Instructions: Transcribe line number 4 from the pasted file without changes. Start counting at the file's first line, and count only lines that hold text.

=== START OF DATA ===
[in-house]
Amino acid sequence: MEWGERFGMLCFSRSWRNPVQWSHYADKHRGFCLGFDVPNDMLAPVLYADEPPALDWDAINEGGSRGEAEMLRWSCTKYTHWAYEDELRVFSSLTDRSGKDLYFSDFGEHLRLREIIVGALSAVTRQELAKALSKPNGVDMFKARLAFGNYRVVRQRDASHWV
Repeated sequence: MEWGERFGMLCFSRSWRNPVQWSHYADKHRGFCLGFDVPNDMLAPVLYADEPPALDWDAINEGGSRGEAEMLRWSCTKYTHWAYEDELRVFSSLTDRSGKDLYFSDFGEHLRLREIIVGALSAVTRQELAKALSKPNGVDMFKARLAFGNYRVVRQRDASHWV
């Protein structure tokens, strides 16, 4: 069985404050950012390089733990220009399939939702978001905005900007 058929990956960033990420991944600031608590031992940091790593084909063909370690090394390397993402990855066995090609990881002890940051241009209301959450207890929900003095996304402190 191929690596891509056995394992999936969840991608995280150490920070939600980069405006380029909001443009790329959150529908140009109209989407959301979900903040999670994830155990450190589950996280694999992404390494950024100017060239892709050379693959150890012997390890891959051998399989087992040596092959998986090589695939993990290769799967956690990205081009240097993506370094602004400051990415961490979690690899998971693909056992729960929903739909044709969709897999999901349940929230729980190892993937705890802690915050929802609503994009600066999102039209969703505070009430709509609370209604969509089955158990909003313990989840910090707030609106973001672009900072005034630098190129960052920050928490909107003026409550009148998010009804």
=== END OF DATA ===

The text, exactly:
């Protein structure tokens, strides 16, 4: 069985404050950012390089733990220009399939939702978001905005900007 058929990956960033990420991944600031608590031992940091790593084909063909370690090394390397993402990855066995090609990881002890940051241009209301959450207890929900003095996304402190 191929690596891509056995394992999936969840991608995280150490920070939600980069405006380029909001443009790329959150529908140009109209989407959301979900903040999670994830155990450190589950996280694999992404390494950024100017060239892709050379693959150890012997390890891959051998399989087992040596092959998986090589695939993990290769799967956690990205081009240097993506370094602004400051990415961490979690690899998971693909056992729960929903739909044709969709897999999901349940929230729980190892993937705890802690915050929802609503994009600066999102039209969703505070009430709509609370209604969509089955158990909003313990989840910090707030609106973001672009900072005034630098190129960052920050928490909107003026409550009148998010009804």